If your home isn’t hooked into a city water and sewer system, chances are you’re among the one in five American households that depend on a septic system to treat your wastewater. That means somewhere buried in your yard are a septic tank and a drain field. You should be able to spot the access cover, flush with the ground, and possibly a PVC pipe sticking up, which is the sewer cleanout that’s used to snake the inlet line toward the tank.
Even if you’ve lived in a home with one for years, you may sometimes wonder, “How does a septic tank work?” The tank probably has around a thousand-gallon capacity and holds wastewater from your kitchen, bathrooms, and laundry room. When the wastewater enters the tank, the solids sink to the bottom, forming a sludge layer. Grease and light solids float to the top, forming the scum layer. Between those two layers, water pushes into the drain field, an array of perforated pipes, allowing the wastewater to be absorbed into the soil.
Proper care of septic tank systems is absolutely crucial. A septic system should last 20–30 years. Without regular maintenance, you could spend thousands of dollars for repairs, and thousands more to replace the system. Fortunately, maintenance isn’t very complicated. It’s mostly a matter of preventing solids from accumulating and avoiding groundwater contamination. Depending on the size of your septic tank—and the size of your family—it’s a good idea to have it pumped out about every two years. A professional should be able to tell you how often and put you on a regular schedule. It's not a bad idea to have it inspected once a year. Maintaining your septic system is relatively inexpensive, and well worth it.
There are little things you can do to protect your system. Start by being aware of the amount of water that enters the tank.
A designated laundry day is an efficient way of keeping your family in clean clothes. It’s also a great way to overload your septic system and flood your drain field. Try spreading your laundry cycles out, while still running full loads if possible.
If you sing in the shower, try to limit your performance to one or two songs. You’ll save on your water bill while you protect your septic system.
When it’s time to replace your washing machine and dishwasher, think high-efficiency—as in Energy Star rated appliances, which use half as much water as typical machines.
The only thing you should flush down the toilet, besides the obvious, is toilet paper—and that should only be septic-safe TP. Nothing else—not wipes, feminine products, dental floss, diapers, hair, kitty litter, or anything else—should go in the septic tank. Never toss coffee grounds, egg shells, flour, cooking oil, grease and fat, or even dairy products down your kitchen sink. All those materials can really do a number on your septic system. Instead of chemical cleaners, use a plunger or a snake to unclog kitchen and bathroom sinks.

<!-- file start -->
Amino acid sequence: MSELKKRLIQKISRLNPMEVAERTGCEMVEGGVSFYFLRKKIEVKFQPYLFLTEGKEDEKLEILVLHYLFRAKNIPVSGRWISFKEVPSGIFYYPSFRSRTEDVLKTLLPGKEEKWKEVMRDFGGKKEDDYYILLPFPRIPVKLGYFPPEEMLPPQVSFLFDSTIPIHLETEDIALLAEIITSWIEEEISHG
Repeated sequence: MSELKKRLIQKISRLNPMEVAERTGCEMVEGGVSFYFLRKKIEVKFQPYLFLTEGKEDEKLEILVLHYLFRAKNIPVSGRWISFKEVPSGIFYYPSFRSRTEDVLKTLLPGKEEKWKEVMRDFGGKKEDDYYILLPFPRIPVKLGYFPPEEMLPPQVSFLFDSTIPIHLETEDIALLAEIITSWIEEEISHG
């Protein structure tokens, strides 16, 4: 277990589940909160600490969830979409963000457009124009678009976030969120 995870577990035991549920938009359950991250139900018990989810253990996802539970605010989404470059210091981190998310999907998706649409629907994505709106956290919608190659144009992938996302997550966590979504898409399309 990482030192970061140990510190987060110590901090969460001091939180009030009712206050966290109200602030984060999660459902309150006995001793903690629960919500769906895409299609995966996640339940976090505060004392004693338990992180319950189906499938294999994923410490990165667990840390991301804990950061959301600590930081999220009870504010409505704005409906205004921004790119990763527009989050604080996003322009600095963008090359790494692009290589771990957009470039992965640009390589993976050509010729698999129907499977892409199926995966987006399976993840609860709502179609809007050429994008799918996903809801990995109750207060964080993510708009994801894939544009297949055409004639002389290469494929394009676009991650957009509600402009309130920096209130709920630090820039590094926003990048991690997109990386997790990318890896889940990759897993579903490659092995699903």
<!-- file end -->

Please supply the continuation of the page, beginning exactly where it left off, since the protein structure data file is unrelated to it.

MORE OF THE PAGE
Always check for leaky or running toilets. You could be wasting as much as 200 gallons of water each and every day. That’s bad for your water bill—and not good for your septic system. Replacing old toilets with high-efficiency models can keep this from happening.
Drain fields are an important component of septic systems, which are used to treat and dispose of household wastewater. The drain field, also known as the leach field or absorption field, is the area where the wastewater from the septic tank is dispersed and treated by the soil.
It's important to keep the drain field clear to ensure that the wastewater can flow freely through the soil and be properly treated. If the drain field becomes clogged with solid waste or other debris, the soil's ability to absorb and treat the wastewater can be reduced, leading to backups and potential system failure.
Over time, the drain field can also become clogged with biofilm or sludge buildup, which can also impede the soil's ability to properly treat the wastewater. Regular maintenance, such as pumping the septic tank and inspecting the drain field, can help prevent clogs and ensure that the system is functioning properly.
For better or worse, most signs that there’s something not right with your septic system are fairly obvious. If you notice a certain foul odor in the general vicinity of your system, chances are there’s a problem. Your septic system may be clogged with solids, causing it to fail. That’s another good reason to schedule an annual maintenance visit. The system’s design and location might also be the culprit. If you find yourself slipping on a wet, muddy area, your system could be placed near the wrong kind of soil, steep slopes, or a high groundwater table, which could lead to it becoming flooded with outside water and it's starting to back up.
Sewage backing up into the house. It’s every homeowner’s worst nightmare. And it’s the all-too-predictable result of failing to properly maintain your septic system. If it happens in your home, step one is to minimize the damage and protect your family—make sure everyone avoids contact with the nasty stuff. That sewage could contain harmful pathogens and bad bacteria. Don’t try to clean up the mess yourself. You’re better off contacting the local health department, then bringing in a professional cleanup crew. Once they’ve finished, make sure you wipe down and disinfect clothing or any other belongings that may have come in contact with the sewage.
Things have a way of going wrong. That’s why American Home Shield® is the right choice for gaining peace of mind. We offer coverage for parts of up to 23 home systems and appliances. So take the stress out of home ownership and know you’re protected with an AHS home warranty plan®.
See the plan contract for coverage details, including service fees, limitations, and exclusions. Charges for non-covered items may apply.
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